Given the 4-year period of the study and the mobility of young people, the research design has taken into account the need to ensure students in both groups remain engaged and participate in the annual surveys (e.g. by establishing a study website and Facebook page to encourage two-way communication with (and between) students, and sending communications, reminders and survey links through each student’s preferred method of contact that is, by text or email, and offering incentives for participation in each individual survey and for those who complete all five surveys).

Following an extensive design phase in which the survey tool and all of the communication channels were developed, the survey was initially piloted with a cohort of nursing graduates. The first of the main annual surveys was completed in 2015, the Year Two survey was completed in 2016 and the Year Three survey was completed at the end of 2017.

Life Education Trust

Providing an Evidence Base

Life Education Trust is a not-for-profit educational organization focused on helping young people make healthy choices. Every year, the Trust’s educators teach over 250,000 children about their body, friendships, their identity, food and nutrition and helpful and harmful substances.

Despite its long history of working in New Zealand primary schools, the funds on which the Trust is dependent to operate have become increasingly contestable. As a result, it approached us in 2012 to help it develop an evidence base by which it could not only support bids for funding, but optimize its product offering and method of service delivery.

This project began with a review of relevant research literature and then a scoping exercise to develop the key features of the research programme. As a result of this scoping exercise, the decision was made to initially focus attention on developing a survey tool that principals and teachers could use to provide their feedback about the performance of the Trust’s educators in their school (i.e. feedback from the people who decide whether the Trust and its educators will be invited back into primary schools in the following year).

Extensive qualitative research was completed with a cross-section of principals and teachers in a range of primary schools in order to develop the survey questionnaires for this tool. When these were in draft form, they were cognitively tested.

Running simultaneously with the development of the survey questionnaires, we also focused on a developing suitable processes by which the principals and teachers in schools participating in the Trust’s educational programme could be surveyed. In the final analysis, an on-line system was developed as this was considered most suitable from both a practical and cost-efficiency point-of-view. Surveys for each of principals and teachers are initiated by the educators as they prepare for their arrival at a school or as they leave, after they had delivered their course.

This surveying of principals and teachers has been conducted for the last five years and produces about 2,000 individual cases of feedback per year. An important feature of this survey is the e-report that has been developed which automatically captures and collates the survey results on an ongoing basis, and enables the Trust to examine the results from a number of relevant operational perspectives.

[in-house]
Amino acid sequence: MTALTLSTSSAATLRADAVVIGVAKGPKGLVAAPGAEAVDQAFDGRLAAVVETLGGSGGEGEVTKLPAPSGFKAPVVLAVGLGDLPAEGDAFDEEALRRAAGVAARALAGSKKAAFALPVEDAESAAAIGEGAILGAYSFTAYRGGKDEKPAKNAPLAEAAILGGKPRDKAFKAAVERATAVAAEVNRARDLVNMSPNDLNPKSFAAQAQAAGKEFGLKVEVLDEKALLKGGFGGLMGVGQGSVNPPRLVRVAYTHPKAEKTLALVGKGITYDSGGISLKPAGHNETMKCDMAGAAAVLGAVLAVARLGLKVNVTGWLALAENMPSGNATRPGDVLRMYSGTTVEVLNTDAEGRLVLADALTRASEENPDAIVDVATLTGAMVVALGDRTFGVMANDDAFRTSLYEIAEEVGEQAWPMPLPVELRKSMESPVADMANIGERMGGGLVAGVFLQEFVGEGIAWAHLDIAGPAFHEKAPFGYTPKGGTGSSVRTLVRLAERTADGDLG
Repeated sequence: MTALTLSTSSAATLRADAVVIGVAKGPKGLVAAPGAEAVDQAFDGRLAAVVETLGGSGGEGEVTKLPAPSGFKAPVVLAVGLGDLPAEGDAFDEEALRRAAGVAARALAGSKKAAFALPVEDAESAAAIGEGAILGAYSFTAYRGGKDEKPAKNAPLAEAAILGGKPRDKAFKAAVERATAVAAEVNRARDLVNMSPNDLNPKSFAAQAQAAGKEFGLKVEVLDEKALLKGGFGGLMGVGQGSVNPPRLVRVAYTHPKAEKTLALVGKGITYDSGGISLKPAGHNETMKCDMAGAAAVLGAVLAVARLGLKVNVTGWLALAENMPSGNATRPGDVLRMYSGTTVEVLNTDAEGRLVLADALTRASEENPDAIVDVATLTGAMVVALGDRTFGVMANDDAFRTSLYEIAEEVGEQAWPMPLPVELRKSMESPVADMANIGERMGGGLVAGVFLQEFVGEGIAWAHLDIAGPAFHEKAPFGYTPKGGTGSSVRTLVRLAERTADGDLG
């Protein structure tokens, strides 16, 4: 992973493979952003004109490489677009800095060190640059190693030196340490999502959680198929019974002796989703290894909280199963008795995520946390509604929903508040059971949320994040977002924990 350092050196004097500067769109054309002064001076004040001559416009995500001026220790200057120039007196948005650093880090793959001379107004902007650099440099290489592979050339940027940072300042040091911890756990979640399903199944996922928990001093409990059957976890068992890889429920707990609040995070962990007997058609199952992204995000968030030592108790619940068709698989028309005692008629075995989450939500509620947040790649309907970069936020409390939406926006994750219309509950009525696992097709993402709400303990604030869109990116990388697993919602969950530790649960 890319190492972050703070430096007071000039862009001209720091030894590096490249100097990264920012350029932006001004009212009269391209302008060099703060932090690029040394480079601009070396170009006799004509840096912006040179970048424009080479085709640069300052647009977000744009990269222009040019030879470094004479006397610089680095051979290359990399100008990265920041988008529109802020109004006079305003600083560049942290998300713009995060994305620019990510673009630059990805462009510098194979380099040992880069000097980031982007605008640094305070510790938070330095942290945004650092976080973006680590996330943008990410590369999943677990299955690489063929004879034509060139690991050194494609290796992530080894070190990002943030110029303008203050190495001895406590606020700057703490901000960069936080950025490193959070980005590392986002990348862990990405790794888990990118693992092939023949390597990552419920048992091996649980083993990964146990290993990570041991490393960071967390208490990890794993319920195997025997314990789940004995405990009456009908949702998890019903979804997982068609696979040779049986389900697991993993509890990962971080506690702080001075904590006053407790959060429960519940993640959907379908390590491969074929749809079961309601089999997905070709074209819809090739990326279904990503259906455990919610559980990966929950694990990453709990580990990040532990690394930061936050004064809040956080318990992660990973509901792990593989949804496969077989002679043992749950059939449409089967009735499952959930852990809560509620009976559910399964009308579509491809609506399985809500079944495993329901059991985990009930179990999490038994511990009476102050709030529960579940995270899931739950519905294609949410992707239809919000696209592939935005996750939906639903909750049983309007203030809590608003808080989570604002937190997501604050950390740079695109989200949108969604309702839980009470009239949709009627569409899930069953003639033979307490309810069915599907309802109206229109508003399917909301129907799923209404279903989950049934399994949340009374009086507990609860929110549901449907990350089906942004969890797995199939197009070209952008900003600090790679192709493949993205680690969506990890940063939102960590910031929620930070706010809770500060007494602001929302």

This year we have commenced the development of a parallel feedback system for children who participate in the Trust’s educational courses. At this stage, we have focused on students in Years 5 to 8 (i.e. those aged 9 to 12 years) and are developing an online feedback form which asks questions about bullying, physical activity, mental health, mobile and internet use, family interaction, chores and pocket money, and nutrition.

The design of this feedback form has taken into account survey design methodologies used successfully in other jurisdictions to measure the health and wellbeing of children. The form is still in the design phase and we have just completed the first round of cognitive testing. This has involved administering the survey in a test-situation with 12 students from two different schools (Decile 1 and Decile 10). The researchers have used Belson’s ‘double-back’ method to test the feedback form.

The key features of the current form include:

  • Simple, short questions.
  • The use of simple language (e.g. ‘Do you feel sad or stressed about things?’).
  • A relatively small number of questions.
  • The strong use of visual elements.

When finalized, the feedback form will be completed by children, under supervision in class, using school laptops and tablets.

Health Promotion Agency

New Zealand Youth Tobacco Monitor

The New Zealand Youth Tobacco Monitor (NZYTM) is undertaken by HPA every two years and examines young people’s attitudes and behaviour towards smoking tobacco. Research New Zealand has been responsible for conducting the last three iterations of the monitor. This involves a high degree of organization:

  • HPA provides the survey parameters, including the specific sample of secondary schools that need to be recruited for the monitor. In 2018, Research New Zealand successfully recruited 68% of the n=186 sampled schools.
  • The school recruitment process is based on recognized school contact protocol. This initially involves writing to the school principal and inviting them to participate in the monitor. Invitation letters are followed up by calls to the school. The purpose of the letters and telephone calls is to obtain their informed consent.